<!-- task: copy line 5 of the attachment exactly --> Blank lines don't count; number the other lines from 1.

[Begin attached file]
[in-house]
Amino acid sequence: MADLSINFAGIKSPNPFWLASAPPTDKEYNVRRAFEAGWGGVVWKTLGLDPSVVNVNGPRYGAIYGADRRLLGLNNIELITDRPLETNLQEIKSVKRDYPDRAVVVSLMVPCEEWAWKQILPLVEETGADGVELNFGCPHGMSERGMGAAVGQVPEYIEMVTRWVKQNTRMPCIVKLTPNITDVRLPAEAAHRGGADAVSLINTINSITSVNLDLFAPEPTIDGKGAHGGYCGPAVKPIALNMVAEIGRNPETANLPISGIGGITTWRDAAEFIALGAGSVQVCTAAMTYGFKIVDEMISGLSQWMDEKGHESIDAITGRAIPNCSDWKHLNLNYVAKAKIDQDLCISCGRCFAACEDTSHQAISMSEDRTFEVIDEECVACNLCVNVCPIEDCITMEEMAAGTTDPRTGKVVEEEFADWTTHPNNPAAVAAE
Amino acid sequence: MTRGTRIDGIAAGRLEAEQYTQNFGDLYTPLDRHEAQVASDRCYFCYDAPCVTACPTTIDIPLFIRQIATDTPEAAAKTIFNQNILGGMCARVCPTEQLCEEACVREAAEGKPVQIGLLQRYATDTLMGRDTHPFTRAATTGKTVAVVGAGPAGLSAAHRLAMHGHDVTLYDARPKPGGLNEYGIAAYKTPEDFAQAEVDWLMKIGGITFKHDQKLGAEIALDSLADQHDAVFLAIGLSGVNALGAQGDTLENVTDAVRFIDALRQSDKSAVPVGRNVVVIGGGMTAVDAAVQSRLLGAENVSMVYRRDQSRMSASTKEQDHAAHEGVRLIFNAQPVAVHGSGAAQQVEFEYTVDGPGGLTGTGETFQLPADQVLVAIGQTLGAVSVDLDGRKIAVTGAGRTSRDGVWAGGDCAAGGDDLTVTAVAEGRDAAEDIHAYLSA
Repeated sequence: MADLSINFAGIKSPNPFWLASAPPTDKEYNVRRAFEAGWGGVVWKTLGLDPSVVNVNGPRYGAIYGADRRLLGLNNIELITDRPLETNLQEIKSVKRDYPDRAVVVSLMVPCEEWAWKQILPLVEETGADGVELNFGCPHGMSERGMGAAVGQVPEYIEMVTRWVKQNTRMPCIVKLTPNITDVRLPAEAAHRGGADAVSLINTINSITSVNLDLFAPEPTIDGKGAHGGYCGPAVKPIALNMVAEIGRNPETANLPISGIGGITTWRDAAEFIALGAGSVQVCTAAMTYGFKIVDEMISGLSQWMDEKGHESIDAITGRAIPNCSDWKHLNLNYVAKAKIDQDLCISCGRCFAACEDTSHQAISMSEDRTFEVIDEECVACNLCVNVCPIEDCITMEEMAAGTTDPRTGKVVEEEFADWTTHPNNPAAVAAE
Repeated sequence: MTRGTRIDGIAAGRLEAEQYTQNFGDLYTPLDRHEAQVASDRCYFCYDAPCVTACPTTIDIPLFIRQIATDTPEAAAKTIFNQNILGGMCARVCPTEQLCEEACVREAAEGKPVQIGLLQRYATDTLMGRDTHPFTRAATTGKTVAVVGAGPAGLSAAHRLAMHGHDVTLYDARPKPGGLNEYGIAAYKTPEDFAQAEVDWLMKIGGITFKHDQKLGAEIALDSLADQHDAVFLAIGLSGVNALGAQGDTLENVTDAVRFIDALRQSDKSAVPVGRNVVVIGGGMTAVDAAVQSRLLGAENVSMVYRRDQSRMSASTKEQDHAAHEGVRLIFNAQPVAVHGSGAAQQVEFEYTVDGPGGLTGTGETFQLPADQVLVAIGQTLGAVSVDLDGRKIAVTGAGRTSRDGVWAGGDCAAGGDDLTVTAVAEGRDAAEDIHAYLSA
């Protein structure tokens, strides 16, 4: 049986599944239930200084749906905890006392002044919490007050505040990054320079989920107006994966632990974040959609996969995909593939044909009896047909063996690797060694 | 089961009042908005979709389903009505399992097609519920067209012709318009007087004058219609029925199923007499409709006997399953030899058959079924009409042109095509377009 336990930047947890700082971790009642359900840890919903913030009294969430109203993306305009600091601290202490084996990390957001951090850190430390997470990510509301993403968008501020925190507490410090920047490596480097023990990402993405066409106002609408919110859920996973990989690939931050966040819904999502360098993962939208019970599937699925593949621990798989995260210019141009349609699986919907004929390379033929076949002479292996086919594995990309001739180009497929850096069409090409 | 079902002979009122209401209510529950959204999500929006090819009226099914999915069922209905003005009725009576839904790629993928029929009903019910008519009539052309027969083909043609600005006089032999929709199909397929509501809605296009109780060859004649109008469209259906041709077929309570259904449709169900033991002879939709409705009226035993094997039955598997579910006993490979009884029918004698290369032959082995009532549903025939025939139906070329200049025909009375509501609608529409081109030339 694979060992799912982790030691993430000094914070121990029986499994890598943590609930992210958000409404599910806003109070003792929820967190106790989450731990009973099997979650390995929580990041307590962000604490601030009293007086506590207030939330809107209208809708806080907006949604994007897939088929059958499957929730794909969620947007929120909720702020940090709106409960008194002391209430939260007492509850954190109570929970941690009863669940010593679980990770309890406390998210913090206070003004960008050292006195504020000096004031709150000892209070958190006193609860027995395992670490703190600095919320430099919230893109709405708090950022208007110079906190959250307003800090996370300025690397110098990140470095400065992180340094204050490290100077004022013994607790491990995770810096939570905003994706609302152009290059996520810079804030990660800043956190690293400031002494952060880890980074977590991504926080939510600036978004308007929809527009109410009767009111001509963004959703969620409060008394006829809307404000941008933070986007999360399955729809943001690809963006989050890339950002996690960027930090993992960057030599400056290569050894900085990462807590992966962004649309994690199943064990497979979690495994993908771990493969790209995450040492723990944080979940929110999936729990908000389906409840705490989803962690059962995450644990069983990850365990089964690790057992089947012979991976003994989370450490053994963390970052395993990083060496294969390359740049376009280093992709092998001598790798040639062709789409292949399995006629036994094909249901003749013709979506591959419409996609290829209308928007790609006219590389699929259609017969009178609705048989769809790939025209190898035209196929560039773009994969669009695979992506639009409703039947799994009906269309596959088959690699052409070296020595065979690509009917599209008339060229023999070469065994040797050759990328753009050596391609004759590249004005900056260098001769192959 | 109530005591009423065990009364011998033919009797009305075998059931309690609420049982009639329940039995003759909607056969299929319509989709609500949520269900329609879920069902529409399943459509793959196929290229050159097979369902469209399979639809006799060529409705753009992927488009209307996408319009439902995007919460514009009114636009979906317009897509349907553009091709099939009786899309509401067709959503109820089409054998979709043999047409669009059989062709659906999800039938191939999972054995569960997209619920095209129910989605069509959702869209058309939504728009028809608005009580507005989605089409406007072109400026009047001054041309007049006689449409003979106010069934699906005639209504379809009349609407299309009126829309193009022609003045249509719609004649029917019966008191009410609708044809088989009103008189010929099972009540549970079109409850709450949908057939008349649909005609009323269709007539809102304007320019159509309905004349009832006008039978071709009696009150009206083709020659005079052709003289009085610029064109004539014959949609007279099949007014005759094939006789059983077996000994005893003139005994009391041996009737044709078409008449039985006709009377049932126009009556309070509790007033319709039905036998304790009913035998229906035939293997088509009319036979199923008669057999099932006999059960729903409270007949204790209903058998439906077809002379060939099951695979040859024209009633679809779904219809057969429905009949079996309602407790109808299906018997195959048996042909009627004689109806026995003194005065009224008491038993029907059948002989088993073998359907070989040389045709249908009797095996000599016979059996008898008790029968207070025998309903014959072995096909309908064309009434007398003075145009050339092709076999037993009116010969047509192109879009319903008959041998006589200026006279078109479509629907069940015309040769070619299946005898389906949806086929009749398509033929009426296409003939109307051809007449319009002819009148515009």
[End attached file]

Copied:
Repeated sequence: MTRGTRIDGIAAGRLEAEQYTQNFGDLYTPLDRHEAQVASDRCYFCYDAPCVTACPTTIDIPLFIRQIATDTPEAAAKTIFNQNILGGMCARVCPTEQLCEEACVREAAEGKPVQIGLLQRYATDTLMGRDTHPFTRAATTGKTVAVVGAGPAGLSAAHRLAMHGHDVTLYDARPKPGGLNEYGIAAYKTPEDFAQAEVDWLMKIGGITFKHDQKLGAEIALDSLADQHDAVFLAIGLSGVNALGAQGDTLENVTDAVRFIDALRQSDKSAVPVGRNVVVIGGGMTAVDAAVQSRLLGAENVSMVYRRDQSRMSASTKEQDHAAHEGVRLIFNAQPVAVHGSGAAQQVEFEYTVDGPGGLTGTGETFQLPADQVLVAIGQTLGAVSVDLDGRKIAVTGAGRTSRDGVWAGGDCAAGGDDLTVTAVAEGRDAAEDIHAYLSA